UK commercial property outlook – Propertymark releases new report

The first Propertymark commercial report, which is based on a survey of Propertymark commercial agents combined with an analysis of key economic forecasts for the UK, has been released.

The report, designed to equip interested audiences with up-to-date information on the commercial property market for the coming quarter, revealed hard times ahead for hospitality, while commercial agents reported that the best outlook for the coming quarter was in the land and yards sector; capital value, rental levels and investor yields are all expected to rise by the majority of respondents.

Several factors have contributed to industrial buildings and land/yards bucking the trend on commercial property, according to the report.

It says that a lack of supply has played a major part. The growth of online retailing has also meant growth in the demand for storage and distribution units of all sizes to meet the needs of the larger online brands and the smaller distributors retailing through portals such as eBay and Amazon.

This demand has had in turn a knock-on effect so that companies traditionally needing yard space have opted for pure yard spaces as opposed to industrial buildings with yards.

The worst outlook for Q3 2022 is for pubs and restaurants. With a large mismatch in supply and demand, capital values are expected to fall. Hotels are in a similar circumstance with rental levels expected to decrease resulting in negative expectations for rental yield change over this quarter. This outlook is a reflection of the influence of the cost-of-living crisis. With the public expected to cut back on unnecessary expenditures combined with rising fuel costs, the hospitality industry is likely to particularly struggle.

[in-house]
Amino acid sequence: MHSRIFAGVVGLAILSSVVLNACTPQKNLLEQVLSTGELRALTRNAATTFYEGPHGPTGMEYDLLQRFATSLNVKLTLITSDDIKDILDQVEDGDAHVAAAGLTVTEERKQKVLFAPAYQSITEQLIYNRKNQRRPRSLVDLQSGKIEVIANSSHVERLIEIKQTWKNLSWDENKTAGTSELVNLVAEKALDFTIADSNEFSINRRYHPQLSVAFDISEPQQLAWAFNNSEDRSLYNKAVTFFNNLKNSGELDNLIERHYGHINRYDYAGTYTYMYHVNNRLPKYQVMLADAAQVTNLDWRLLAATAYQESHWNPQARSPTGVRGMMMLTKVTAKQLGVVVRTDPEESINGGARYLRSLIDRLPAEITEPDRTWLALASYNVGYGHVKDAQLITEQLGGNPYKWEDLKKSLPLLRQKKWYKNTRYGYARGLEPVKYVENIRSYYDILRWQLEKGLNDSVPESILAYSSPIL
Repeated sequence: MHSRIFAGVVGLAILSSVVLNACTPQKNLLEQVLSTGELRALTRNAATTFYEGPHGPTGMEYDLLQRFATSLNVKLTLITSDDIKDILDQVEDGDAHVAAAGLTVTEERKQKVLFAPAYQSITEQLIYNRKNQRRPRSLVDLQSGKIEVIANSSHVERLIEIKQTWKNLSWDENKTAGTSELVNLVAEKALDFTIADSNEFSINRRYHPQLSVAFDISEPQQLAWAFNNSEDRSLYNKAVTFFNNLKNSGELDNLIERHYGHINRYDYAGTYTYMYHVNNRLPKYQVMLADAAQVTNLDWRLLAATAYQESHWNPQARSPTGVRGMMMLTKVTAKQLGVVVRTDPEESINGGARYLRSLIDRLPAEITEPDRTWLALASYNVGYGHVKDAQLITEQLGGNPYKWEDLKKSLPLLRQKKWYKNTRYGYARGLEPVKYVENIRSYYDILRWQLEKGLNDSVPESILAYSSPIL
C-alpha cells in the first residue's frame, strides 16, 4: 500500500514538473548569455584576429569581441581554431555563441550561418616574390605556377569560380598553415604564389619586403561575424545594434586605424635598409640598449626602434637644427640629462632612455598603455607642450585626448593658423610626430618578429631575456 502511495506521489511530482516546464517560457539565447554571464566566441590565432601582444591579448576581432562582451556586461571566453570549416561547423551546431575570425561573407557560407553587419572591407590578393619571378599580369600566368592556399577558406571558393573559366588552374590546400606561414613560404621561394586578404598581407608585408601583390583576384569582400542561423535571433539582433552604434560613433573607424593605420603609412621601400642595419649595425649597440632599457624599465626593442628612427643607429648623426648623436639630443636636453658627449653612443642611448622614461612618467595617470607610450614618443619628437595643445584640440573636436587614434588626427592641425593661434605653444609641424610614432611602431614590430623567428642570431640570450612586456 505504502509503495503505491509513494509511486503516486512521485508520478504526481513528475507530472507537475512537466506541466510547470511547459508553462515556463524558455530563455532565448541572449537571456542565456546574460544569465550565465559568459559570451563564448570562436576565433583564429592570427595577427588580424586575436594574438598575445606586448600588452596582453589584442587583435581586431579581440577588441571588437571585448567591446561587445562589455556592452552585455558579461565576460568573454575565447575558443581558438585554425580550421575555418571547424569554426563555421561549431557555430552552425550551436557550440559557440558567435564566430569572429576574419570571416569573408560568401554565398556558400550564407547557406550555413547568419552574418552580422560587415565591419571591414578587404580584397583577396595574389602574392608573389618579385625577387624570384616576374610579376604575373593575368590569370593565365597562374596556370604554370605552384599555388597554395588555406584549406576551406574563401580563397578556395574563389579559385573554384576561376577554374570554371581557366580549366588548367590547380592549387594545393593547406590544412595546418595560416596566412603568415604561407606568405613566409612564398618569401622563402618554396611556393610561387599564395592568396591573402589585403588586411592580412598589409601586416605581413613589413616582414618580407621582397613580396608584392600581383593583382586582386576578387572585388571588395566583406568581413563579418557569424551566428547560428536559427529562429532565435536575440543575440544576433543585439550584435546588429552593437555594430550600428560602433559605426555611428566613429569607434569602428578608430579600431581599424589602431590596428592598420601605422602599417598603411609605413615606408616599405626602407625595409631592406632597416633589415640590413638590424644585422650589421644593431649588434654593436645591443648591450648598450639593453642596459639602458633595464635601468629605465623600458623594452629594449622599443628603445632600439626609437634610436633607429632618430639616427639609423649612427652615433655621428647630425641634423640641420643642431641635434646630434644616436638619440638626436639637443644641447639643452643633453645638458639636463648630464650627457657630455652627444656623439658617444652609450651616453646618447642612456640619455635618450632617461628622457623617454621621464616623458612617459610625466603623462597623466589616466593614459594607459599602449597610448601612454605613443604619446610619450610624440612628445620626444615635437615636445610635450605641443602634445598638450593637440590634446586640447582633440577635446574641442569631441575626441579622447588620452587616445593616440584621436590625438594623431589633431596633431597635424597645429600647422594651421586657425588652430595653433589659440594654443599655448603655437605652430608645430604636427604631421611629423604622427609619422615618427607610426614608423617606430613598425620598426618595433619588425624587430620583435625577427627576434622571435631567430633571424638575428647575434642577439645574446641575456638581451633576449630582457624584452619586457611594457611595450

Anthony Meadowcroft, president NAEA commercial, commented: “It is extremely promising that industrial units are in big demand, reflecting on ongoing growth and influence that e-commerce has in changing retail times. Land has also featured as a key factor, as this gives great scope to buyer flexibility for development, subject to planning permissions of course.

“The overall hospitality sector is predicted to have a level of turbulence in regards to demand and pricing, influenced by the current cost of living discussions, uncertain support for business owners and the subsequent potential effect on customer trade.

“The new prime minister will have a key task on their hands and I implore them to tackle Bank of England base rates and the leisure sector which ultimately shape the commercial property and business sales market as an urgent priority.”



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